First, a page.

[v] Matthews, Owen. “From Russia With Malware.” Editorial. Newsweek, 28 Mar. 2016. Web. 12 Dec. 2016. <>.

[vi] Matthews.

[vii] The Henry Jackson Society – Russia Studies Centre 1-15 (2016), The Henry Jackson Society, Web. 7 Feb. 2016.

[viii] Jaitner, Margarita. “Russian Information Warfare: Lessons from Ukraine” in Cyber War in Perspective: Russian Aggression Against Ukraine   87-94 (2015), NATO Cooperative Cyber Defense Center of Excellence, Web. 7 Feb. 2016.

[ix] Thomas, Timothy L. “Chapter 20: Nation-State Cyber Strategies: Examples from China and Russia.” Cyberpower and National Security. Dulles: National Defense UP and Potomic, 2009. 465-90. Print.

[x] Weedon, Jen. Beyond ‘Cyber War’: Russia’s Use of Strategic Cyber Espionage and Information Operations in Ukraine. Cyber War in Perspective: Russian Aggression Against Ukraine, NATO CCD COE Publications, Tallinn 2015. p. 70

[xi]Statement for the Record: Worldwide Threat Assessment of the US Intelligence Community.” Senate Armed Services Committee. James R. Clapper, Director of National Intelligence. February 9, 2016.

[xii] Weedon. p. 71

[xiii] Weedon. p. 72

[xiv] Weedon. p. 73

[xv] There are a number of reasons Russia would likely avoid a cyber attack directed at the following critical infrastructure sectors:

  • Chemical: likely to cause panic and escalate into war;
  • Defense: likely to escalate; qualify as an act of war
  • Emergency Systems: likely to escalate; qualify as an act of war; cause loss of life
  • Healthcare and Public Health: likely to incite national panic and resulting military actions
  • Nuclear: likely to escalate; qualify as an act of war
  • Dams: too involved with energy, likely to incite
  • Transportation: could cause too many accidents and loss of life
  • Government Facilities: direct act of war
  • Energy: too many global industries dependent on energy; overlap with health concerns
  • Waste: biohazards could cause loss of life
  • Financial: would incite U.S. economic allies, could damage Russian alliances
  • Food & Agriculture: too many global actors dependent on U.S. resources
  • Critical Manufacturing: facilities partners all over the world; too interdependent with energy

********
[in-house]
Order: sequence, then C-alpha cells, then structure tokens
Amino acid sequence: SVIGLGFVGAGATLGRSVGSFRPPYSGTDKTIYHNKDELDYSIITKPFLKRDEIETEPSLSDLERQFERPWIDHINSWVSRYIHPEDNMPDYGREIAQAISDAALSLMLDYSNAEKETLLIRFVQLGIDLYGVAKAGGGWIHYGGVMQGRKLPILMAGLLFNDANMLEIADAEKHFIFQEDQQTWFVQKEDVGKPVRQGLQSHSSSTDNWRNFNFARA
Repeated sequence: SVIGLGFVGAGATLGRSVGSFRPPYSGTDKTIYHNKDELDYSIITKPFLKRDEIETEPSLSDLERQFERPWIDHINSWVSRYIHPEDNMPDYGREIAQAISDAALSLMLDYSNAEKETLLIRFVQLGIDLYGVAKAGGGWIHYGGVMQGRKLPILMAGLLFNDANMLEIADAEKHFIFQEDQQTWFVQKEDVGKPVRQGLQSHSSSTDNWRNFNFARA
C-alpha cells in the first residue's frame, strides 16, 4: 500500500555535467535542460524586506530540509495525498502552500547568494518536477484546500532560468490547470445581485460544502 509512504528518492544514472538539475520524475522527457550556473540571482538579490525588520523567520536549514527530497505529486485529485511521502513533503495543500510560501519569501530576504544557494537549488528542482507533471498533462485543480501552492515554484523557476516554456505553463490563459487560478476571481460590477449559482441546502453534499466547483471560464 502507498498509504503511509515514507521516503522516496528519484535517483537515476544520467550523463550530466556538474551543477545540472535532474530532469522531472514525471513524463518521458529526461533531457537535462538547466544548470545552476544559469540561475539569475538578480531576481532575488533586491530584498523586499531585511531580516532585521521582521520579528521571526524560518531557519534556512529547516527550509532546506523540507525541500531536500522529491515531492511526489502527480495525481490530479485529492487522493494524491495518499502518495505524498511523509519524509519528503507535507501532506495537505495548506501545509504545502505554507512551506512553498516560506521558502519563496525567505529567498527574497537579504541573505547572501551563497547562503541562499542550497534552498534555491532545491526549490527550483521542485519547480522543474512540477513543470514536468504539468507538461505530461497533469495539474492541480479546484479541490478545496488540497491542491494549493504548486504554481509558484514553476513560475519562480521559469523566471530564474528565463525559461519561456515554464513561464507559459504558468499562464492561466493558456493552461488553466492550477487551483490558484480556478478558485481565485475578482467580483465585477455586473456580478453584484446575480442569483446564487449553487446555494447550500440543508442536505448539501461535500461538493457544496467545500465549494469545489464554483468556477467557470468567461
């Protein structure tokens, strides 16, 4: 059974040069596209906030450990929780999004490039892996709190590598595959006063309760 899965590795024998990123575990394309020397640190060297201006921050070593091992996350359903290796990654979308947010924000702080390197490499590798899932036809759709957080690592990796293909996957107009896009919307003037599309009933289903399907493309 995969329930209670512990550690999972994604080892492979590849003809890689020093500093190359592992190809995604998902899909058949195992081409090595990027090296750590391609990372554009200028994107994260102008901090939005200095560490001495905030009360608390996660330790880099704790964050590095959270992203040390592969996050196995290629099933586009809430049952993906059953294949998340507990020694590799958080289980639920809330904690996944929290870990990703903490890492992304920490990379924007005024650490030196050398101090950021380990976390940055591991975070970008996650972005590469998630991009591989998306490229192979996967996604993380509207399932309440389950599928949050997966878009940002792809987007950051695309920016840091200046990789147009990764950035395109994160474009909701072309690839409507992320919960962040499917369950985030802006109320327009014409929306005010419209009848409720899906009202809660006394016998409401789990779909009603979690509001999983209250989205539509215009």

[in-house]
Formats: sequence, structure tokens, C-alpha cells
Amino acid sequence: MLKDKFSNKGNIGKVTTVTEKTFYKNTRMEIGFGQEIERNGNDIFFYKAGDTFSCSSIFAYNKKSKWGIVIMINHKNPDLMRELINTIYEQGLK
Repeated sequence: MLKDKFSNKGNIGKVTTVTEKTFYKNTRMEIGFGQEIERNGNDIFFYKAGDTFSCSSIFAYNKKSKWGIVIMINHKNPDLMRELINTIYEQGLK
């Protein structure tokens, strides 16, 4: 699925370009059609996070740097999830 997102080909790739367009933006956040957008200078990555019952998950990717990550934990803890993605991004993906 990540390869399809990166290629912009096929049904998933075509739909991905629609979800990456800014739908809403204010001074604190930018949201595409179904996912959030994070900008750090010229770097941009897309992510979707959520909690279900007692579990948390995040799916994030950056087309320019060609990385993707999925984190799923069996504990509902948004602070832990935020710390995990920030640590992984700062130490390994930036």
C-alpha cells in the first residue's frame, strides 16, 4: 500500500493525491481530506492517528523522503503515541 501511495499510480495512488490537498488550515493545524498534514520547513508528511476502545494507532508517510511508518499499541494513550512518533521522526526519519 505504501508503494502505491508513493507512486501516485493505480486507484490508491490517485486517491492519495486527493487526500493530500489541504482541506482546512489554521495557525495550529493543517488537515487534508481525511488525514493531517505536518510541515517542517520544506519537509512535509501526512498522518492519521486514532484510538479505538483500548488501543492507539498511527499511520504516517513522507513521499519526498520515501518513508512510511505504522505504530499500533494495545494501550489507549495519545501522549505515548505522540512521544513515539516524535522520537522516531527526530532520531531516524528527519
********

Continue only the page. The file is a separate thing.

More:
[xvi] Chand, Sharon, and Brad Singletary. “Cyber Risk: Protecting Our Critical Infrastructure.” (2015): 1-18. Deloitte Documents. Deloitte LLC. Web. 18 Dec. 2016. <>.

[xvii] Lipton, Eric; Sanger, David and Shane, Scott. “The Perfect Weapon: How Russian Cyberpower Invaded the U.S.” New York Times., 13 Dec. 2016. Web. 18 Dec. 2016. <>.

[xviii] Lipton, Sanger, and Shane, The Perfect Weapon.

[xix] Chaturvedi, Swati. Risk and the Communications Sector. Rep. ASA Institute for Risk & Innovation, 2012. Web. 12 Dec. 2016. < >. p. 7

[xx] United States. U.S. Department of Commerce. National Telecommunications & Information Administration (NTIA). Information Technology Sector Coordinating Council (IT SCC) Response – March 28, 2013 Notice of Inquiry. N.p.: 2013.

[xxi] NTIA. p. 3

[xxii] NTIA. p. 3

[xxiii] NTIA. p. 3

[xxiv] “Presidential Policy Directive — Critical Infrastructure Security and Resilience.” Office of the Press Secretary. The White House, 12 Feb. 2013. Web. 12 Dec. 2016. <>.

[xxv] United States. U.S. Department of Homeland Security. United States Government, 2013. Web. <>.

[xxvi] National Infrastructure Protection Plan.

[xxvii] “Communications Sector.” Department of Homeland Security. United States Government, 28 June 2016. Web. 12 Dec. 2016. <>.

[xxviii] “Information Technology Sector.” Department of Homeland Security. United States Government, 29 June 2016. Web. 12 Dec. 2016. <>.

[xxix] Information Technology Sector.

[xxx] Into the Gray Zone: The Private Sector and Active Defense Against Cyber Center for Cyber & Homeland Security: The George Washington University, Oct. 2016. Web. 18 Dec. 2016. (Figure on Pg. 10) <>.